Colombia disconnect

If the proposed free trade pact with Colombia is not approved by the U.S. Congress, it won’t be because President Alvaro Uribe gave up. Rather, he has used every diplomatic tool within reach. His latest volley in the back and forth with Washington is the extradition of 14 right-wing paramilitary leaders to the United States on drug-trafficking charges.

Congressional Democrats have for months been playing a bait-and-switch game with Uribe -- they insist that Colombia show progress on human rights and union issues in order to win their support for the trade pact, and then when Uribe gives them what they want, they ask for something else. Uribe’s latest move should test their true motives.

Uribe’s credibility with the left in both Colombia and the U.S. is hampered by allegations of past ties to right-wing death squads and drug cartels -- allegations the president maintains are unsubstantiated and incorrect. The extradition of the paramilitary leaders is meant to demonstrate his administration’s independence and impartiality. No one questions Uribe’s commitment to fighting left-wing guerrillas, nor the successes of his U.S.-backed campaign against the Revolutionary Armed Forces of Colombia, or FARC, which is now all but leaderless with the recent death of its chief, Pedro Antonio Marin. Yet many are waiting to see an equal vigor when it comes to right-wing paramilitary squads, whose politics harmonize more readily with his.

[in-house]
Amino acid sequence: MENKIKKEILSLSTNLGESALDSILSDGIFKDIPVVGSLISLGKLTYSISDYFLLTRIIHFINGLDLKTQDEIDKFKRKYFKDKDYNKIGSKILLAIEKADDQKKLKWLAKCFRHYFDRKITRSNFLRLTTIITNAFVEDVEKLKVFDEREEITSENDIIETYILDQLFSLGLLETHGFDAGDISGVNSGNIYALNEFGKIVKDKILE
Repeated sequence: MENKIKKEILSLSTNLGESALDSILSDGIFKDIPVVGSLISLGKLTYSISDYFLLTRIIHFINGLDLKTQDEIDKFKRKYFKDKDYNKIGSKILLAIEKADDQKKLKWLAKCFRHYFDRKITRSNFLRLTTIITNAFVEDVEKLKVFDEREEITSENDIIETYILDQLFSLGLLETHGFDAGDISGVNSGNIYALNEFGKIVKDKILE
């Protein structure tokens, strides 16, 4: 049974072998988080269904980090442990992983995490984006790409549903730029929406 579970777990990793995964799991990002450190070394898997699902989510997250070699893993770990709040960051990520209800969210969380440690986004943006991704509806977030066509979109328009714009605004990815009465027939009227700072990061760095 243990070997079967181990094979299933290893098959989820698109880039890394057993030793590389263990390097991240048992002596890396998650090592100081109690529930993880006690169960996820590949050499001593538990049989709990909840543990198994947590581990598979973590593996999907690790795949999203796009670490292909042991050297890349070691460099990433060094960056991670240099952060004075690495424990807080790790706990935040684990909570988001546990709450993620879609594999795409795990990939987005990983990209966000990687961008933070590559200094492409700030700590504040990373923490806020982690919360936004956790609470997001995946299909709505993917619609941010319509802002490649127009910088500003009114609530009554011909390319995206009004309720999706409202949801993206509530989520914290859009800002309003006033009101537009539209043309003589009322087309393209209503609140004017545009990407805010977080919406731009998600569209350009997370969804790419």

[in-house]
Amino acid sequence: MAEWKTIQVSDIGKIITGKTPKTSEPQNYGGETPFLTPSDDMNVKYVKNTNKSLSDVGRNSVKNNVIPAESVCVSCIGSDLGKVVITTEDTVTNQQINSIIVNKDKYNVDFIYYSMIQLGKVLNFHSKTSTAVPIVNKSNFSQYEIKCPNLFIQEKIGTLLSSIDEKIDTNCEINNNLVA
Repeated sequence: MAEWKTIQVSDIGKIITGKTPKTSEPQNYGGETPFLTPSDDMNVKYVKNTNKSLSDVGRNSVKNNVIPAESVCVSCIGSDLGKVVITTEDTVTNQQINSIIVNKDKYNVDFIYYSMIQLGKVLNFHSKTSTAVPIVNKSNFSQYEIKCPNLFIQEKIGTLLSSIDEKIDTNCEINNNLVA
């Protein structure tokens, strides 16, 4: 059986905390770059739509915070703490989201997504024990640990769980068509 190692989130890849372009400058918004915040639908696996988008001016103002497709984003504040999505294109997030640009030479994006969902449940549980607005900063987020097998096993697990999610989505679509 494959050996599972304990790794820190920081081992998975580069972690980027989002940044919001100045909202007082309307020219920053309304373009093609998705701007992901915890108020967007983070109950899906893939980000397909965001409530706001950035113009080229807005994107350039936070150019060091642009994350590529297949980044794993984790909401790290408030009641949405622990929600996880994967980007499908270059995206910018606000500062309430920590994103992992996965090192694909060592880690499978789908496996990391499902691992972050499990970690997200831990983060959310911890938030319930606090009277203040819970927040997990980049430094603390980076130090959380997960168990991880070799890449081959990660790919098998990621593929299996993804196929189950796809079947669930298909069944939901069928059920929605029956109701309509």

Cynics will probably not be placated by the extradition, but it is nonetheless an encouraging sign. Equally heartening, in a purely political sense, was the recent arrest of his close confidant and cousin, former Sen. Mario Uribe, on charges of working with the paramilitaries. Saying it pained him to see his cousin arrested, Uribe nonetheless refused to subvert the justice system to aid a relative.


Democrats are ostensibly holding up a vote on the Colombia free trade pact because Bogota hasn’t done enough to protect union leaders, who have been targeted by the paramilitaries. If the extradition of a large group of paramilitary leaders doesn’t placate them, it’s hard to imagine what will. Moreover, the trade pact would boost jobs in both the U.S. and Colombia during an economic downturn and cement Colombia as a firm U.S. ally in a region teeming with anti-American sentiment. It looks increasingly as though the real reason Democratic leaders won’t vote on the Colombia deal is that they don’t want to alienate their organized-labor backers during an election year.

Uribe is sending a strong message that he will pursue right-wing terrorists with the same zeal he has hunted leftist guerrillas. That’s a worthy endeavor; it’s a shame it will probably go unrewarded.